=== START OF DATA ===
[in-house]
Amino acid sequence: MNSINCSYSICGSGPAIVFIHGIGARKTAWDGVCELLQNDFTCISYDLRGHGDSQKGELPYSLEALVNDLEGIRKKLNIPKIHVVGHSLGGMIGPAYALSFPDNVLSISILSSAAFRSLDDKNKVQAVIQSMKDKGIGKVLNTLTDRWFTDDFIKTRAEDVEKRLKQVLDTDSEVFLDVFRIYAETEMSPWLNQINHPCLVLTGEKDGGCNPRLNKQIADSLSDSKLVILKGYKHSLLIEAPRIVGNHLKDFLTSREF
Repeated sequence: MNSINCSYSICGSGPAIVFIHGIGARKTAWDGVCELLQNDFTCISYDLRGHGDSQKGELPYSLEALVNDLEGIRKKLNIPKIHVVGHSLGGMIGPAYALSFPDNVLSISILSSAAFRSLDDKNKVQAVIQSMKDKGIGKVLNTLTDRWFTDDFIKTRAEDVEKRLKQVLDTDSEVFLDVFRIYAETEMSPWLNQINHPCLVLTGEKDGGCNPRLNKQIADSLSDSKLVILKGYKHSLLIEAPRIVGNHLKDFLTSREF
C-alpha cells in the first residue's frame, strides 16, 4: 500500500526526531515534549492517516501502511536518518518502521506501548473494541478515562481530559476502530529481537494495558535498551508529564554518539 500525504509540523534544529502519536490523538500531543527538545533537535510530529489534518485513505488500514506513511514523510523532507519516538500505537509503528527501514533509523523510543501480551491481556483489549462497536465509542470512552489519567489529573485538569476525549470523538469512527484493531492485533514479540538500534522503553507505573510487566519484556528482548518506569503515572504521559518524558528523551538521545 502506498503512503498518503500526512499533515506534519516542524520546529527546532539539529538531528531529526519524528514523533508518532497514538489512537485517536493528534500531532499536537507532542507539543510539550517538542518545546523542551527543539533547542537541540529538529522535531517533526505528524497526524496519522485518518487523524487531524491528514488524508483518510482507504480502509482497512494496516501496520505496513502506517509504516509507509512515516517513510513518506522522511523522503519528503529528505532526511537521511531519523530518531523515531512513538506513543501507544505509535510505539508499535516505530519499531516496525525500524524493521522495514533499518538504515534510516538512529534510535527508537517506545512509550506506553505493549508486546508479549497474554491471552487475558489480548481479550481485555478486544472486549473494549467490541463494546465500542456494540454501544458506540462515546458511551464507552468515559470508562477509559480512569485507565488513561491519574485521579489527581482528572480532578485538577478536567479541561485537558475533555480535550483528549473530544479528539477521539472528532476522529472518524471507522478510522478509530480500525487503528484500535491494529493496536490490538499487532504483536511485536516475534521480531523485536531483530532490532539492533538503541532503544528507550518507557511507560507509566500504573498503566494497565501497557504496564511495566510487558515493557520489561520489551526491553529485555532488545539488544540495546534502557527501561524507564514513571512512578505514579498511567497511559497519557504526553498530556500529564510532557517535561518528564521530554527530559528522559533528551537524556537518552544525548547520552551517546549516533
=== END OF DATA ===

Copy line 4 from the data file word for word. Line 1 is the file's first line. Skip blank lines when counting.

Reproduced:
C-alpha cells in the first residue's frame, strides 16, 4: 500500500526526531515534549492517516501502511536518518518502521506501548473494541478515562481530559476502530529481537494495558535498551508529564554518539 500525504509540523534544529502519536490523538500531543527538545533537535510530529489534518485513505488500514506513511514523510523532507519516538500505537509503528527501514533509523523510543501480551491481556483489549462497536465509542470512552489519567489529573485538569476525549470523538469512527484493531492485533514479540538500534522503553507505573510487566519484556528482548518506569503515572504521559518524558528523551538521545 502506498503512503498518503500526512499533515506534519516542524520546529527546532539539529538531528531529526519524528514523533508518532497514538489512537485517536493528534500531532499536537507532542507539543510539550517538542518545546523542551527543539533547542537541540529538529522535531517533526505528524497526524496519522485518518487523524487531524491528514488524508483518510482507504480502509482497512494496516501496520505496513502506517509504516509507509512515516517513510513518506522522511523522503519528503529528505532526511537521511531519523530518531523515531512513538506513543501507544505509535510505539508499535516505530519499531516496525525500524524493521522495514533499518538504515534510516538512529534510535527508537517506545512509550506506553505493549508486546508479549497474554491471552487475558489480548481479550481485555478486544472486549473494549467490541463494546465500542456494540454501544458506540462515546458511551464507552468515559470508562477509559480512569485507565488513561491519574485521579489527581482528572480532578485538577478536567479541561485537558475533555480535550483528549473530544479528539477521539472528532476522529472518524471507522478510522478509530480500525487503528484500535491494529493496536490490538499487532504483536511485536516475534521480531523485536531483530532490532539492533538503541532503544528507550518507557511507560507509566500504573498503566494497565501497557504496564511495566510487558515493557520489561520489551526491553529485555532488545539488544540495546534502557527501561524507564514513571512512578505514579498511567497511559497519557504526553498530556500529564510532557517535561518528564521530554527530559528522559533528551537524556537518552544525548547520552551517546549516533